Sidewalk Sweepers – And Essay by Joy DeKok
I’ve been cleaning out my memory boxes. These plastic drawers in our basement hold photos (thousands is not an exaggeration), letters, cards, souvenirs from school days and yesterday, and pages colored with love to us by the kids (now mostly adults) we love.
There is an Avon decanter of a pretty girl who is all yellow. She holds my favorite teen perfume – the first scent of my own I was allowed to wear. Sweet Honesty. I unscrewed the cap carefully, expecting the fragrance to stink. It smelled good still, and memories of the clothes I wore back then, fun times spent with family and friends and accepting Jesus as my Savior played through my mind in seconds like an old-fashioned slideshow on steroids.
When I came across some old papers Daddy sent me for a speech I did in my secretarial training at the Vo-Tech, I sat down and let my mind linger for a while. He worked at Tenant Company for years. They make sweepers for the inside and outsides of buildings. I sometimes see them in the Mayo buildings in Rochester, and pride for Daddy still overflows in my heart.
Those memories led me hither and yon. To and fro. Here and there. And to this . . .
One morning Grandma Joy taught me to sweep the sidewalk outside her home. The broom, much taller than I was, felt unnatural in my small hands. After bonking myself on the head, dropping the thing more than once, I made it to the end of the sidewalk. Thinking I was finished, I held the stick with bristles on the end of it toward Grandma. She pointed at the stairs. That’s when I learned wooden stairs were part of the sidewalk sweeping. I may have grumbled something to her like, “At our house, Mama does this.” This is possible because when I got home, Mama started teaching me the fine art of sweeping inside our house and the porch.
Grandma Pater also handed me a broom at her house, and I swept her sidewalk to the door. Her sidewalk was longer (or so it seems now), but she didn’t have steps which seemed like a win.
These human sidewalk sweepers told me that in the “old country” where none of them had ever lived, this was an important message to people passing by. A swept sidewalk was a welcome sign. They were teaching me a generational lesson that didn’t matter to me then but does now.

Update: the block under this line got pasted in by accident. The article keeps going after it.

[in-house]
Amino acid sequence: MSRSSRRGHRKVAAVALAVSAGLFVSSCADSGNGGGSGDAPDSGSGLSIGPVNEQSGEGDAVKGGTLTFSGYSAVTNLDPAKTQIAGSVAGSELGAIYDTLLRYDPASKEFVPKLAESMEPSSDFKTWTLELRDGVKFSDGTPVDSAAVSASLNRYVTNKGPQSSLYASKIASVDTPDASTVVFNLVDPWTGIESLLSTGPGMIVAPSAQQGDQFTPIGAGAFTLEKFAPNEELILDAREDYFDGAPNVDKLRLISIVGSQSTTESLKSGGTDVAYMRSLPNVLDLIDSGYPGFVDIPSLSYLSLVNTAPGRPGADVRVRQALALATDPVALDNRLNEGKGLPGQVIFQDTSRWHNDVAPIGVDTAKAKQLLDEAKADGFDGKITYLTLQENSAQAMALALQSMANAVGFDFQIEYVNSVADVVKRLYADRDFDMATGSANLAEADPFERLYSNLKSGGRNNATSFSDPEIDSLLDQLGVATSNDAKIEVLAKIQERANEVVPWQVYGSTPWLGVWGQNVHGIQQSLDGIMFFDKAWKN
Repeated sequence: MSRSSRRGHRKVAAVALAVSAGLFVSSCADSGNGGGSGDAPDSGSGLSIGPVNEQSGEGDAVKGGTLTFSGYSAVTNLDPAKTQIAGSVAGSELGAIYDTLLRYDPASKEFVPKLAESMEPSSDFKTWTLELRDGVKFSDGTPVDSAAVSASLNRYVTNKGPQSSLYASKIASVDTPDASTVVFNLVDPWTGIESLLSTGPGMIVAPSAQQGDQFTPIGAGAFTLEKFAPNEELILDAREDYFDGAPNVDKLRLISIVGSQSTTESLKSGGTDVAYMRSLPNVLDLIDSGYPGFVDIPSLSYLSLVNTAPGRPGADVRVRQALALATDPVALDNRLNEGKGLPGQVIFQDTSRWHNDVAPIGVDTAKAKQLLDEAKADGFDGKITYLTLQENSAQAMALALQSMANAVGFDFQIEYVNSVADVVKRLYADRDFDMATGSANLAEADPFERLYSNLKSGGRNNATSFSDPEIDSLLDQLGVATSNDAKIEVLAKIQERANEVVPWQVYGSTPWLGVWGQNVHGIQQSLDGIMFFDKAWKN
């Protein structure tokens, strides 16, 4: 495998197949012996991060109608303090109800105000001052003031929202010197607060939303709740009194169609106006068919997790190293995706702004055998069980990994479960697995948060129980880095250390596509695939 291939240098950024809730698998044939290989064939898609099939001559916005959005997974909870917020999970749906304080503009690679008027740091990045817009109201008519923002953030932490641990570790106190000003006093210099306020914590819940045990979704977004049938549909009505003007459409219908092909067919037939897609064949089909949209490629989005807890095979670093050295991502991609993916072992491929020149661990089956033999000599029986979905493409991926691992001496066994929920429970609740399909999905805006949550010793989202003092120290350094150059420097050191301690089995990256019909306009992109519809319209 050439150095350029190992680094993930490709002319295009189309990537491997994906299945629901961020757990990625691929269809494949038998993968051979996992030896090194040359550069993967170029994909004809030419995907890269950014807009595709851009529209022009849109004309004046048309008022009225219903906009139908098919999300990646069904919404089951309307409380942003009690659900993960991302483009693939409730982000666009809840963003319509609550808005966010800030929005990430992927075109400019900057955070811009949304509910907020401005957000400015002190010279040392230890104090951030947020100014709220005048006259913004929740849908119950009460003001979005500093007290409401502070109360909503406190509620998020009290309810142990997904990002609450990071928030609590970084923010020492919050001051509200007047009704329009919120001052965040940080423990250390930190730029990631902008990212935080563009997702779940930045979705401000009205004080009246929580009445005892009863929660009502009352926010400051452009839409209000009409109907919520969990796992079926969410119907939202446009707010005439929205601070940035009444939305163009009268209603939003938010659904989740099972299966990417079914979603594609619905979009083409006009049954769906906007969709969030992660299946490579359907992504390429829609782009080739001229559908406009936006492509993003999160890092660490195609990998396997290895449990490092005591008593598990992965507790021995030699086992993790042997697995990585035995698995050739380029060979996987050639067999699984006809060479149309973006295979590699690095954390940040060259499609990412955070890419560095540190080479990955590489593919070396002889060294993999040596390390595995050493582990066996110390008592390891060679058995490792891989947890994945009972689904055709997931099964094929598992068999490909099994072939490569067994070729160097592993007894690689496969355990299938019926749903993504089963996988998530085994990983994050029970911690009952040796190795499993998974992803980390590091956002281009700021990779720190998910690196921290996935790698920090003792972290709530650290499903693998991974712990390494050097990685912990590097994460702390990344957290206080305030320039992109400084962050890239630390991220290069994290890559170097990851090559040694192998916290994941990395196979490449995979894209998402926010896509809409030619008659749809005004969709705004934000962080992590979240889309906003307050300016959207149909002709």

One day at Grandma Joy’s, after I finished sweeping, a lady, who was out for a stroll in a hat and gloves, walked up the now clean sidewalk and visited with Grandma. I felt a strange kind of pleasure rise in me. Had she felt the welcome of a swept sidewalk?
Since I wasn’t part of the conversation, that part of the memory is foggy. The good feeling faded the way it did when I wanted to be doing something else.
Grandma Joy told me that my Great Grandma Pearl swept the dirt floor of their sod house in South Dakota and the dirt path that led to the door. Sweeping was that important.
The “old country” thing still delights me. Was it a Norwegian thing? A Dutch thing? Or a German thing? Since those are the countries of my family’s origins, the answer is yes.
Mama was a faithful sidewalk sweeper, too but preferred to sweep her own. I was good with that.
Not long ago, on the sidewalk around our house, hundreds of maple seeds waited for me and my broom. (again – no exaggeration – our maple windbreak is a generous source of these little helicopter seeds) Since being married, sidewalk sweeping has been my responsibility for the most part. Since this is one of my walking spaces, I grabbed the broom, determined to rid the cement of the irritating mess of seeds.
Right away, I was in trouble. Arthritis in my hands and the costochondritis between my ribs flared. Stubborn woman that I am, I did what I could before propping the broom against the house in tears and heading inside.
My beloved Jonathan saw that the pain in my body was bad, but the inside ache of not being able to do this normal chore hurt just as much. He finished the job for me that day.
After Jonathan left for work, I grieved the losses that illness, fatigue, and pain bring. As it so often can, grief became energy. When this happened to Grandma Joy, she played the piano. Mama rearranged furniture. Grandma Pater went to the Ben Franklin in Spirit Lake, IA. (she lived in Lake Park, so it was a short drive. And fast because she believed in putting the pedal to the metal.)
The backdoor shut tightly behind me. I walked our sidewalk determined to figure out a solution. My steps felt like a stomp, but perhaps they could be called a march. 😊
Since then, I sweep each morning on my first circle around the house. Doing it every day like the women before me, I have far fewer seeds and other debris to remove, and my pain is far less. Those women knew stuff. And while it’s not fun, it’s an accomplishment. On harder days, I sweep as far as I can then get the rest the next day. I make sure the sidewalk to the front door is clear first.
Hard doesn’t mean impossible yet. And that’s a win for sure.
We don’t have people walking by our house out here other than our UPS and FedEx guys, but I hope they feel the welcome of a clean sidewalk. Those women I never met from the “old country” would be proud. So would the women born in “the new country” who taught me the value of sidewalk sweeping.
I kind of wish this appreciation had happened when I, as a girl bonking myself accidentally with the broom handle. Sort of. Some lessons are worth the wait.
Until Next Time,
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